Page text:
Bendire’s Thrasher

The Bendire's Thrasher is a medium-sized, brown songbird with yellow eyes; a long tail; and a fairly long, slightly curved bill. There is brown spotting against their pale gray chest.
SCIENTIFIC NAME
Toxostoma bendirei
CLASSIFICATION
Bird
LIFE SPAN
2-6 Years
SIZE
9-9.8 ” | 0.125-0.15 lbs
STATE CONSERVATION STATUS
  • Priority Species
  • Threatened
FEDERAL CONSERVATION STATUS
Vulnerable
GAME STATUS
Non-Game
GAME TYPE
None
  1. Washoe
  2. Humboldt
  3. Pershing
  4. Churchill
  5. Mineral
  6. Lyon
  7. Douglas
  8. Carson City
  9. Storey
  1. Elko
  2. Lander
  3. Eureka
  4. White Pine
  1. Esmeralda
  2. Nye
  3. Lincoln
  4. Clark

Habitat & Range

Bendire’s Thrashers are found in desert areas in the southern portion of Nevada below 8,000 feet in elevation.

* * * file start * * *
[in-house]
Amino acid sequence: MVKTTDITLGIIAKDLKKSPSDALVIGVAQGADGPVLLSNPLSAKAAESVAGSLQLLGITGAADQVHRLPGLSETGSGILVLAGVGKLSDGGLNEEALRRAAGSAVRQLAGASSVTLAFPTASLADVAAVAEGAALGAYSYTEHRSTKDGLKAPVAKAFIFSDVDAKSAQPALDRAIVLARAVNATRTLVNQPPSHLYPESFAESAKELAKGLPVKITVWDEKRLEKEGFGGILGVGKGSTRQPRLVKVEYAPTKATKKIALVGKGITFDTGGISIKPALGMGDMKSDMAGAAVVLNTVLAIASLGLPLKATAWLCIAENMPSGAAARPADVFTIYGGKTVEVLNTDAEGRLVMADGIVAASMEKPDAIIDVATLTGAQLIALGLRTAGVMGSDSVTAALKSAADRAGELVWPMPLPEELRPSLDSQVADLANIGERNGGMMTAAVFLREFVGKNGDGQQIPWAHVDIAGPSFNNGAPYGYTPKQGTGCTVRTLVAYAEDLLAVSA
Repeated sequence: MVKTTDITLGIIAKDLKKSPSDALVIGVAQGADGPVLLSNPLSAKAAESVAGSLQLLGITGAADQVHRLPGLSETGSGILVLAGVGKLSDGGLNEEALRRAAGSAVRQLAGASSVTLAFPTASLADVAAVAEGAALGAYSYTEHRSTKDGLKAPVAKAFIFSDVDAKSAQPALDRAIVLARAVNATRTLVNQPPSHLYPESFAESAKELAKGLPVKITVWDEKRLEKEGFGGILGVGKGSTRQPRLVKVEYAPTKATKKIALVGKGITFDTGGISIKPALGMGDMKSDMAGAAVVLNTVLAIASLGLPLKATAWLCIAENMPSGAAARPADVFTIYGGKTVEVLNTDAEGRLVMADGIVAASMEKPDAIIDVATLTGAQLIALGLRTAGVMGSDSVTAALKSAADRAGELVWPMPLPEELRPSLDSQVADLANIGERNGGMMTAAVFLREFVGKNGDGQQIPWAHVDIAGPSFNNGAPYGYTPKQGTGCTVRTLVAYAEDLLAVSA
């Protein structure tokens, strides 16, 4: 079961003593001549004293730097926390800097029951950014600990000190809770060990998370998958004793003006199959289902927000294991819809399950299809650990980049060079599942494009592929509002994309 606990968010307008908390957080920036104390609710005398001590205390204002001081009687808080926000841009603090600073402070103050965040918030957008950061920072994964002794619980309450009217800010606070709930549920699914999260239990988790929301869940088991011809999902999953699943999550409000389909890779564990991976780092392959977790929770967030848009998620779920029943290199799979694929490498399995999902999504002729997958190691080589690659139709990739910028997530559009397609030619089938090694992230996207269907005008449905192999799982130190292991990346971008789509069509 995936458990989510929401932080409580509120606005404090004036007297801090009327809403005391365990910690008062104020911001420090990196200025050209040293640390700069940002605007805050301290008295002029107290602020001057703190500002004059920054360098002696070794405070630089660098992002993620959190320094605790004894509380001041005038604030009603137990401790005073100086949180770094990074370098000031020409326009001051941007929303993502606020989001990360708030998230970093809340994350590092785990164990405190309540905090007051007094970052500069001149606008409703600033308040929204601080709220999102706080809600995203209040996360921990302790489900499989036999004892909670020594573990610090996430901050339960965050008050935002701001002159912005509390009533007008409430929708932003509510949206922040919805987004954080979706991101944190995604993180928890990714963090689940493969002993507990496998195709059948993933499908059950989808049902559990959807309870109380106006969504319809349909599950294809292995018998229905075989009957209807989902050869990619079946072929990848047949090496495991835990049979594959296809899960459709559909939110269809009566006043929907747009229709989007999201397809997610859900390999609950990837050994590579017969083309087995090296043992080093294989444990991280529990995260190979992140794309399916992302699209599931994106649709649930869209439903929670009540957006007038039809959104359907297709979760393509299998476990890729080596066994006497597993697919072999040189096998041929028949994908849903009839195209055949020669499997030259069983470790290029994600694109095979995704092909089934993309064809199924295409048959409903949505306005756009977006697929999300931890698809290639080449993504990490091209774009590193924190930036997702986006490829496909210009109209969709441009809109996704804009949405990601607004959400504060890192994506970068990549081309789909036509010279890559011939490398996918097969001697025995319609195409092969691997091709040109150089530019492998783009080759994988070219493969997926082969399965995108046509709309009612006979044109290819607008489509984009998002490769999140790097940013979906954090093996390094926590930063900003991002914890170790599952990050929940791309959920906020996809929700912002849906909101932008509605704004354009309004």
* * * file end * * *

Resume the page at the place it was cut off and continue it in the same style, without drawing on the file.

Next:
• Agricultural Lands
  • Grasslands
  • Mojave desert

Threats

  • Habitat Loss

Natural History

Bendire’s Thrashers primarily forages on the ground for insects. They occasionally consume spiders, berries, and other fruits. They use their bill to overturn rocks and vegetation in search of insects, but they do not dig as effectively as other thrashers. The male will sing in spring and summer to defend nesting territories. They place their nests in dense low shrubs, trees, or cacti. Females lay three to five eggs, and the young leave the nest approximately 12 days after hatching.

Fun Facts

The Bendire's Thrasher was mistaken for the curve-billed thrasher for some time before being named its own separate species by Charles E. Bendire in 1872